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  • Staff file photo
    Rebecca Fredrickson and Karin Cevasco talk to one another in Fredrickson's studio in Mill 5 in the Nashua Millyard on Thursday, Jan. 19. 2012. Cevasco and Fredrickson presented their application for a charter school called Gate City Charter School for the Arts to the state Board of Education in Concord on Jan. 20, 2012.
Monday, January 23, 2012

Planners for arts charter school in Nashua start approval process

NASHUA – After a year of sharpening the details of their dream, two parents recently took a big first step toward making an arts-focused charter school in the city a reality.

Karin Cevasco and Rebecca Fredrickson met with state education officials Friday in the first of three steps toward securing permission to open the Gate City Charter School for the Arts in the fall of 2013.

Cevasco and Fredrickson spent last week putting the last touches on their charter school application and all other necessary paperwork before their meeting in Concord. They were happy and nervous.

“We’re a little anxious and excited,” Cevasco said. “We’re looking forward to hearing their feedback.”

Cevasco and Fredrickson have worked for about a year researching and preparing their plan after being dissatisfied with the lack of attention to the arts in public schools.

After the meeting Friday with the charter school office at the state Department of Education, officials will review Gate City’s application for about 60 days before providing feedback. If revisions are required, Cevasco, Fredrickson and other parents who have become part of the team will work on them and then await approval.

If they pass that hurdle, they will then meet with the state education commissioner, Virginia Barry. The last step is approval by the state Board of Education.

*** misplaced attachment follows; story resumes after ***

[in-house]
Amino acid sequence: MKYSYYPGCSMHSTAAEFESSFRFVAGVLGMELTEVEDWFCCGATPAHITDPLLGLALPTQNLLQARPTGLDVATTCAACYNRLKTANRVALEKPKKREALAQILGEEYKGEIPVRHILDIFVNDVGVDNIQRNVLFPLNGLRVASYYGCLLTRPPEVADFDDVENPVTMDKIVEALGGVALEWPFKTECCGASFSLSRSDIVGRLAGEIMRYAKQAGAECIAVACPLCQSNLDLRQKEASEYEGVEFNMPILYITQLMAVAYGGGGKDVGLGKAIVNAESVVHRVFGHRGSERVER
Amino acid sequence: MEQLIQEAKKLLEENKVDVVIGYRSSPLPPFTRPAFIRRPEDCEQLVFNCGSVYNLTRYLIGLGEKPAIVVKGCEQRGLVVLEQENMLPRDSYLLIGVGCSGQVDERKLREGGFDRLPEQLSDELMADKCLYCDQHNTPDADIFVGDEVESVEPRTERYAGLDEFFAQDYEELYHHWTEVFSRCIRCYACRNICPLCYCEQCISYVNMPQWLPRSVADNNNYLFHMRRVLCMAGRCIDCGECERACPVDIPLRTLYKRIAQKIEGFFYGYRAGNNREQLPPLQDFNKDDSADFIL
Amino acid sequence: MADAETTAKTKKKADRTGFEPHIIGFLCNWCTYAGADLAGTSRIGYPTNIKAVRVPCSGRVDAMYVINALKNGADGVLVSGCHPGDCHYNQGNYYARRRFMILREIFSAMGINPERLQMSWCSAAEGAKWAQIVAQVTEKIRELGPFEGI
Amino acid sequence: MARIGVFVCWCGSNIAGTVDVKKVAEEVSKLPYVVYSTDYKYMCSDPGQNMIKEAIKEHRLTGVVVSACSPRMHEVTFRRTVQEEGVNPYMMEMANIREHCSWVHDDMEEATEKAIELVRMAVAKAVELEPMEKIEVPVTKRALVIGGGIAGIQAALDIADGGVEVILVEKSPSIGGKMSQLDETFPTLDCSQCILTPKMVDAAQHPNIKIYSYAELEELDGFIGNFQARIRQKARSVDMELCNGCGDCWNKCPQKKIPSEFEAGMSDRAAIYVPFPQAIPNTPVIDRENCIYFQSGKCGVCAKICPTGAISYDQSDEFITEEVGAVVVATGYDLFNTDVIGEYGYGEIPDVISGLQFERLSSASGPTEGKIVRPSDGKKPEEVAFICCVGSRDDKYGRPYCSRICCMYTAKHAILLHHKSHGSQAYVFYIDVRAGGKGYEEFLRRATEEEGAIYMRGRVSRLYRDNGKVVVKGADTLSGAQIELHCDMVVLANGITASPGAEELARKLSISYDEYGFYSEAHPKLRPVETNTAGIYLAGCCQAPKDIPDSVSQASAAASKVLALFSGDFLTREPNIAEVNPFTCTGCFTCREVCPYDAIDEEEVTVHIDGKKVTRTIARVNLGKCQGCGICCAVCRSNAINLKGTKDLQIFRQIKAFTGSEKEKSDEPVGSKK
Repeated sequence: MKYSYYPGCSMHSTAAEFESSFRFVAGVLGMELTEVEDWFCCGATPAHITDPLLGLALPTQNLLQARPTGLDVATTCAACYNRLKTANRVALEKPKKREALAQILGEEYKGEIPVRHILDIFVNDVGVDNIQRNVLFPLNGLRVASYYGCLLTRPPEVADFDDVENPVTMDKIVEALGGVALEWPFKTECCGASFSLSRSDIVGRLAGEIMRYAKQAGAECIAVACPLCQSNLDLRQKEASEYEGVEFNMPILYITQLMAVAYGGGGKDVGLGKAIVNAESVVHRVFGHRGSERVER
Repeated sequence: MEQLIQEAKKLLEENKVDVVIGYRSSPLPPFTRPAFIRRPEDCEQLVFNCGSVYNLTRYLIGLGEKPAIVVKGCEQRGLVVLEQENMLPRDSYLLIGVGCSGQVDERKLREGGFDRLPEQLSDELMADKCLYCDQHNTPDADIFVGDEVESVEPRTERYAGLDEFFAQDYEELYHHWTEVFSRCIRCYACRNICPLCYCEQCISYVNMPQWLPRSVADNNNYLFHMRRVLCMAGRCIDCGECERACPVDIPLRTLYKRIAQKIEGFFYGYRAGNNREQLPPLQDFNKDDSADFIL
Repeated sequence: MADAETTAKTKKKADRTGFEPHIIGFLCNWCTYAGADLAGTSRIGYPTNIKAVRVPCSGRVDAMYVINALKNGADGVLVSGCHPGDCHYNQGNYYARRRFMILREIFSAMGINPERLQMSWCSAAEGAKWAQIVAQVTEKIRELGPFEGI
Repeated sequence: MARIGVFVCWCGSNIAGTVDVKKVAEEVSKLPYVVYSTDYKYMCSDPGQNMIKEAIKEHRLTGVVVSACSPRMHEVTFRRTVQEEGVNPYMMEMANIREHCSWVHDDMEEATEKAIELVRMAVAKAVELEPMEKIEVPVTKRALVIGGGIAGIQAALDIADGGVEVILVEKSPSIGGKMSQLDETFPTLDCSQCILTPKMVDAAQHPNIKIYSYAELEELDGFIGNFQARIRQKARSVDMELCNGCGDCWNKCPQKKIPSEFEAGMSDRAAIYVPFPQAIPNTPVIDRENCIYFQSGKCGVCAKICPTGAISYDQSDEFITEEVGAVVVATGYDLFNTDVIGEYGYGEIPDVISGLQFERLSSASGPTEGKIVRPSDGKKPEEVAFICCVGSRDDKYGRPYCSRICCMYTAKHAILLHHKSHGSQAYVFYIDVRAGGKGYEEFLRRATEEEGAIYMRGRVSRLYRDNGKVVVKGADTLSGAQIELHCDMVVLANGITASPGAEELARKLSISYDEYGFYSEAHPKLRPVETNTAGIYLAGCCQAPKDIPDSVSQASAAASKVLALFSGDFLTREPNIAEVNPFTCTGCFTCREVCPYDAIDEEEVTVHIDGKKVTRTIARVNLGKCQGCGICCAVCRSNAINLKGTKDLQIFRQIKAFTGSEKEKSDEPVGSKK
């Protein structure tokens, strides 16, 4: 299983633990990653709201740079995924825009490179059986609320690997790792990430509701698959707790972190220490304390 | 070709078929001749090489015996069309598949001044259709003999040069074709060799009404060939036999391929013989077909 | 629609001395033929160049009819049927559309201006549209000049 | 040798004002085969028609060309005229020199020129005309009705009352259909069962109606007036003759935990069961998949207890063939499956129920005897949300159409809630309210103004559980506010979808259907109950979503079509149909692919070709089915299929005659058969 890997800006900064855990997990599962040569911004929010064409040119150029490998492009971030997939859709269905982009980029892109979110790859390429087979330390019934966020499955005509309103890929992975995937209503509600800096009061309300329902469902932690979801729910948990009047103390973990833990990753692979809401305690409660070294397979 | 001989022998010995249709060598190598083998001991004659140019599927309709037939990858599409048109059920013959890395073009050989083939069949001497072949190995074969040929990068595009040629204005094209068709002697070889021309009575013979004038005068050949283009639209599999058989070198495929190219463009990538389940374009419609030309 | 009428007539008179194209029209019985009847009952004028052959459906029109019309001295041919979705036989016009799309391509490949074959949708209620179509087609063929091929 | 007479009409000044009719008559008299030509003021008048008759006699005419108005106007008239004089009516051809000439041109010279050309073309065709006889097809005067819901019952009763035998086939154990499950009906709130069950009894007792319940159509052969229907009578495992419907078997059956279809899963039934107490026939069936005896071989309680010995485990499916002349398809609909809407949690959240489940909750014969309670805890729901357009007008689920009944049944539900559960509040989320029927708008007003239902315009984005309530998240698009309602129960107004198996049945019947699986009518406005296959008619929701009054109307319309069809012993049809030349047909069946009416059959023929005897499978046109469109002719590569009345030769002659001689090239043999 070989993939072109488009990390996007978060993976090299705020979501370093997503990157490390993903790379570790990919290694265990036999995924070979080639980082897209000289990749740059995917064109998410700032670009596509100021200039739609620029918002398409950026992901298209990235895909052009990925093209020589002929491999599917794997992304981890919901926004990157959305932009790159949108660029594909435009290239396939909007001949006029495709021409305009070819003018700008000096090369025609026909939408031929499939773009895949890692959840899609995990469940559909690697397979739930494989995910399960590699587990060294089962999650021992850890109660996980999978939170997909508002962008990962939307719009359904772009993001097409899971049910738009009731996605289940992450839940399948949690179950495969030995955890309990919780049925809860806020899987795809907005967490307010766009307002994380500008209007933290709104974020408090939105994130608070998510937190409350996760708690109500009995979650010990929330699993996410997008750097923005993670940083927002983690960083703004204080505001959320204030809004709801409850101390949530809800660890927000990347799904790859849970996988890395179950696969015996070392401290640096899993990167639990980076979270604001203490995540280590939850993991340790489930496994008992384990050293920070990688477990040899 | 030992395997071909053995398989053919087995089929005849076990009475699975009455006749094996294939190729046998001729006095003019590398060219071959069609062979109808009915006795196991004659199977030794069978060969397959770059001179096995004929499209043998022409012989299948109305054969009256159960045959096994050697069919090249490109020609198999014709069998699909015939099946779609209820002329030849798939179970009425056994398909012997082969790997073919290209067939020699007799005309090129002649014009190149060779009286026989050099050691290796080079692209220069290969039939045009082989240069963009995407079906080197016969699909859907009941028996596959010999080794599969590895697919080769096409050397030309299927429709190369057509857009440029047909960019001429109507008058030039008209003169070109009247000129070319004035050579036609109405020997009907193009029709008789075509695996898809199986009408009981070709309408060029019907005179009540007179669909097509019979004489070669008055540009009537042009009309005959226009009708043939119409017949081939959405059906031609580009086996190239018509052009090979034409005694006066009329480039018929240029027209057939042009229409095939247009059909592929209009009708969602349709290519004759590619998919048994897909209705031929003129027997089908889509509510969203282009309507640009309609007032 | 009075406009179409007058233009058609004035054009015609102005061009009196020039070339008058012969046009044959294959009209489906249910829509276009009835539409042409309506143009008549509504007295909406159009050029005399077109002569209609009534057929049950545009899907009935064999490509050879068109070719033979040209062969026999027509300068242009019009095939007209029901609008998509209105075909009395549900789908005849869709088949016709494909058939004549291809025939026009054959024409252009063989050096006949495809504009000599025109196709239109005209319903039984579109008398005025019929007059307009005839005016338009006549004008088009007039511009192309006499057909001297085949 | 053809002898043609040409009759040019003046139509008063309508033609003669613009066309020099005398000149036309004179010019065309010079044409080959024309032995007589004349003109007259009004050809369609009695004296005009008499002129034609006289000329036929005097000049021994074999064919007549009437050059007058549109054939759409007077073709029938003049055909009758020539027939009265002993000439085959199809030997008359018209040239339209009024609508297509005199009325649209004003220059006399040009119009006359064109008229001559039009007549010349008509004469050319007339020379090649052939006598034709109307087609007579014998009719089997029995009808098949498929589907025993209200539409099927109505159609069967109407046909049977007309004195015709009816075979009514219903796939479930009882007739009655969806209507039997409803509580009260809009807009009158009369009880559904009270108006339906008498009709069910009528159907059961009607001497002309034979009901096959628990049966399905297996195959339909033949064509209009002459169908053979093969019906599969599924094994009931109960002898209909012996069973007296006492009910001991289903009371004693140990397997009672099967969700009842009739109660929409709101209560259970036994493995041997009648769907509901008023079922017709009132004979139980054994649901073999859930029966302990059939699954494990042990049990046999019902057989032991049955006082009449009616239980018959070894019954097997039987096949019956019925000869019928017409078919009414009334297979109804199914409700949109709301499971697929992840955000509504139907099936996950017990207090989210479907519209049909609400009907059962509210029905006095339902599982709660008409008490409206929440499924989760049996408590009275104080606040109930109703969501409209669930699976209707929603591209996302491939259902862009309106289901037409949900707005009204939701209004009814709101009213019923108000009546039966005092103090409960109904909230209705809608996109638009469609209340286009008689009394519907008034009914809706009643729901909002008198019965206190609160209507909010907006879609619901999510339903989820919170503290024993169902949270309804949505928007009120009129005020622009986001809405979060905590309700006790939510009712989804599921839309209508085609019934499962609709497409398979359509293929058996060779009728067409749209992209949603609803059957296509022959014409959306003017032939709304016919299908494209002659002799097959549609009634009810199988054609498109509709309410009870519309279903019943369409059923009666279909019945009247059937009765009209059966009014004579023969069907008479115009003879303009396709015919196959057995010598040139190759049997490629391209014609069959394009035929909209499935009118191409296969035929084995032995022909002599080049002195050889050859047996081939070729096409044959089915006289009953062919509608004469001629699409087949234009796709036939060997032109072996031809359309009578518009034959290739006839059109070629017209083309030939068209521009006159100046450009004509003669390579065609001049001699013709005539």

Gate City would be an option to parents in the Nashua area who want to send their children to a school that would integrate arts into the instruction of the core academic subjects.

Public schools typically have art class only once a week, and instruction is separate from the general curriculum, Cevasco said. She and Fredrickson want their charter school to have the arts – music, theater and art – as a common thread in tying together math, reading, science and other traditional subjects.

As they planned the many details of the school, Cevasco and Fredrickson started to gain the help of other parents who have the same desire to focus academics around the arts.

Betsy Moore is one such parent. Her son attends White Wing School, where Cevasco and Fredrickson also have children attending, and Moore learned about the preparation to start Gate City School for the Arts.

Moore is the financial whiz of the group. Cevasco has a background in early childhood education, and Fredrickson is involved in the arts community and has experience working in nonprofit organizations.

As part of their application to the state, Moore prepared an operating budget for the school.

The overall cost of operating the school – including rent, salaries and supplies – for the first year is $707,000, Moore said. That first year, the school will have five teachers and be open to kindergarten and grades 1 through 4.

Each year after opening, the school plans to add another grade level until it reaches eighth grade. That last year of growth, with a budget forecast of 160 students and nine teachers, the operating cost would be $853,000, Moore said.

The nonprofit City Arts Nashua is the school’s sponsor, a necessary step in the application process, Fredrickson said. The organization would eventually help Gate City appoint a board of trustees, she said.

The Andres Institute of Art in Brookline and Nashua Symphony Orchestra have also written letters of support, Fredrickson said.

Cevasco said she and Fredrickson couldn’t have gotten this far without the help of the many parents like Moore who have helped prepare the application.

Independently run charter schools have no geographic boundaries for attendance; children can attend any such school regardless of where they live. Because it is publicly funded, there is no tuition.

Albert McKeon can be reached at 594-6528 or amckeon@nashuatelegraph.com. Also check out McKeon (@Telegraph_AMcK) on Twitter.